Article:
OKRs HowTo

Steve Crossan
3 min readJul 21, 2021

Objectives and Key Results (OKRs) are a standard tech industry tool that teams use for quarterly goal setting. Despite the mangement-speak name, they can be a useful tool if used well — but they are often not used well. Having used them for 15 years at Google and other places, here’s my guide to doing them well.

OKRs are primarily for you, not others

The most important idea is that OKRs are a tool for your team to use to drive quarterly alignment. Their primary purpose is not to report to other people.

They describe results that you want to exist

OKRs should not be a list of tasks (e.g. ‘Complete Deep Learning module’). Task lists can be useful, but they are a different thing. OKRs should be a set of states of the world that you want to exist — they don’t describe how those states come about. So e.g. ‘1 customer using our product in daily workflow’ is better, because it describes the outcome that we all care about.

They should implicitly answer ‘why?’ questions about the project

Writing OKRs once a quarter is valuable because it makes us answer the question ‘why are we doing this’. OKRs are focussed on outcomes, not processes, so we need to understand what we’re trying to achieve.

You should always go an extra step or 2 on the why question. Just writing down something measurable isn’t enough (‘achieve AUC of 0.9’). One always needs the context of why that’s important (e.g. ‘100 clinicians using our tools to make decisions weekly’).

They should be understandable outside of your team

Even though they are a tool for you as a team, you should take the opportunity to ensure that someone reading them from outside the team has a good chance of understanding them, and of understanding whether they are good OKRs. This means e.g. glossing Three Letter Acronyms, and linking to other explanatory documents where appropriate (while thinking about whether those explanatory documents are accessible outside the team). This exercise also helps drive clarity of thought, and helps new team members get up to speed quickly.

There shouldn’t be very many of them

When you look at OKRs in this frame (as descriptive of outcomes you want to exist) you’ll realise that you don’t need a lot for each quarter. Resist the urge to make a long list (remember, it’s not a task list). Task lists are useful, but a different thing. Typically you will have 2 or 3 Objectives, each of which has 1–4 Key Results associated with it. Having just 1 KR per Objective is absolutely fine (and indeed just 1 Objective). In fact less is more — it drives focus. The team should be able to keep all the KRs for the quarter in its head, keeping that alignment stong.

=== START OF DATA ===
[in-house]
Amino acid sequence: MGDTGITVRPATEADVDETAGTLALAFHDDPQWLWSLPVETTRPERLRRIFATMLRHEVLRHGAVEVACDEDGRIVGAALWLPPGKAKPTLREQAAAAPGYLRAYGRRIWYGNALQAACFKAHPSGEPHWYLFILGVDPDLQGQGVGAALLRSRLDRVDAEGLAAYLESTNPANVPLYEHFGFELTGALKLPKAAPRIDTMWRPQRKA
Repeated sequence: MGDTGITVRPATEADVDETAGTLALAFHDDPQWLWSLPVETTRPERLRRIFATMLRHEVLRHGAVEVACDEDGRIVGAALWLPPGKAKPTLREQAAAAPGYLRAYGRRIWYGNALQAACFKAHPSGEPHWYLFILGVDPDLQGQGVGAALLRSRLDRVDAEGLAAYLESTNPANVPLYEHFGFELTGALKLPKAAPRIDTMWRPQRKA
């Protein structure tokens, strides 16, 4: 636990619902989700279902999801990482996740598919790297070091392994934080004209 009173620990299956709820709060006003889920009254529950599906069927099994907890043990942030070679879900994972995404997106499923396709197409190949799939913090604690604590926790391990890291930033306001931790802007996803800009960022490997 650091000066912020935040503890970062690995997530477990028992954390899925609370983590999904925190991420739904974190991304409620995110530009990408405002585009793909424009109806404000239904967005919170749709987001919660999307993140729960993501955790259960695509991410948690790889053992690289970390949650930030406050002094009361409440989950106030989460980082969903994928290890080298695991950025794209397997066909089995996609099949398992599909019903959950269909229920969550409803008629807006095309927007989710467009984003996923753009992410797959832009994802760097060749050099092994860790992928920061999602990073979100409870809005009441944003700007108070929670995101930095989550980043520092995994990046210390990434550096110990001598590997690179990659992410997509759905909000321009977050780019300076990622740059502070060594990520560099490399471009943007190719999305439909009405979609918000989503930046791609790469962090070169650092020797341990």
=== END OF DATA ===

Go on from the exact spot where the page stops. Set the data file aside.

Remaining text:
You should score them at the end of each quarter

At the end of the quarter, you should be able to measure how much each Key Result has moved in the direction desired, and give yourselves a score out of 1.0 (with 1.0 meaning it was completely achieved, and 0.0 meaning the metric didn’t change at all).

You will often read that you should aim for an average of about 0.7 across your OKRs, to ensure you’re being ambitious but realistic. I don’t think that really matters. What matters more is that you learn to calibrate your team from quarter to quarter, so that if you’re hugely missing them you can asks yourselves why, and be a bit more defensive next quarter, and similarly if you’re achieving 1.0’s across the board, are you being ambitious enough ? Remember this is a discussion within the team.

Objectives are long term direction of travel, Key Results are outcomes to measure by the end of the quarter.

OKRs look like something like this:

Objective: Increase rate of customer target commitment

  • Q1 Key Result 1: 2 targets from our systems have been approved by Customer’s Commit to Target Validation board
  • Q1 Key Result 2: Experimental Cycle time for validation reduced by 20%

The Objectives are often long lasting goals that will go across more than 1 quarter (in fact you ideally don’t want to be chopping and changing them too much). Against each, the Key Results are measurable outcomes you want from the next quarter.



Steve Crossan

Research, investing & advising inc in AI & Deep Tech. Before: Product @ DeepMind. Founded Google Cultural Institute; Product @ Gmail, Maps, Search. Speak2Tweet.